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From anti-mask to anti-state: Anti-lockdown protests, conspiracy thinking and the risk of radicalization

German President Frank-Walter Steinmeier declared the attempt at violently occupying the Reichstag, the German parliament building, by far-right activists on 29 August 2020, as a direct attack on Germany’s very “heart of democracy,”. Demonstrations against state-imposed Covid-19 measures have been on the rise in many countries throughout the pandemic. Observers are now worried that extremist hate groups are using pandemic-related protests to advance their political goals – violently if necessary. Since December 2020, members of the Querdenken 711 group, the main organizer of nationwide anti-Covid restriction protests in Germany, are on an intelligence  “watch-list due to its increasing radicalisation”

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Covid-19 Vaccines: Misinformation and Hesitancy

Despite the recent progress with the rollout of Covid-19 vaccination programmes, many mistruths circulating online have, in turn, had an impact on willingness to receive the vaccine. Unfortunately, this does not come as a big surprise. The ‘anti vax’ movement has been causing havoc for years by standing in opposition to vaccinating against disease, calling into question the safety of vaccines and circulating conspiracy theories surrounding the practice of vaccination itself. Although this kind of ideology has been around as long as vaccination itself, the accessibility of the internet coupled with the rise in use of social media in recent years provides the perfect breeding ground for such material. Vaccine hesitancy, a term which describes rejection or slow acceptance of vaccination, in relation to Covid-19 may not come as a surprise, but it is an issue worthy of attention as vaccination is our ticket out of the pandemic.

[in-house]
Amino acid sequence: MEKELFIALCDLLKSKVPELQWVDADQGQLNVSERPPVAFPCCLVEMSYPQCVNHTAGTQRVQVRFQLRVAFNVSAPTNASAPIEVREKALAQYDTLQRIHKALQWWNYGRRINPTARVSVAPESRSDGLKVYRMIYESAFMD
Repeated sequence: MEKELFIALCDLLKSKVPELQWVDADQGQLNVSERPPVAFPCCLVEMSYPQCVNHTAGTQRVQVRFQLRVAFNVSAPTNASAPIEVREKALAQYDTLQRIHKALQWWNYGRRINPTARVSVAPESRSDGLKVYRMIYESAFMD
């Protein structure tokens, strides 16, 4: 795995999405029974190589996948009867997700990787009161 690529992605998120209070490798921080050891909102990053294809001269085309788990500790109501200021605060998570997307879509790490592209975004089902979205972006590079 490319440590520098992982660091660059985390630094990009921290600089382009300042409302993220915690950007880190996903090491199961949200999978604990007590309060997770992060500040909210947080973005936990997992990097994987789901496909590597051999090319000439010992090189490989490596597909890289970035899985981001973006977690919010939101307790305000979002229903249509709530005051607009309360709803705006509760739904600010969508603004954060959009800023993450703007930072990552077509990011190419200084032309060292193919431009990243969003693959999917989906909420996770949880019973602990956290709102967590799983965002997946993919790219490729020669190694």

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The Impact of Covid-19 School Closures on Children and Parents’ Mental Wellbeing

With schools having reopened their doors on March 8th, concerns have been raised that Britain’s school children now face a serious mental health crisis. British paediatricians have warned that they are witnessing an “acute and rapid increase in mental health and safeguarding cases”, with anxiety, depression and self-harm amongst young people rising to worrying levels. Parents have also been reported to be suffering psychological stress and breakdowns due to the pressures of managing their child’s remote learning whilst trying to sustain their own jobs. The Lancet has found that single parent families in particular, have the highest levels of self-reported stress. Gingerbread, the UK’s leading charity for single parents, stresses that the impact of dealing with the financial and practical pressures of Covid, whilst also having the sole responsibility for managing their child’s physical and mental health can be very overwhelming. 

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Covid-19 and the BAME community: Does It Affect Us All The Same?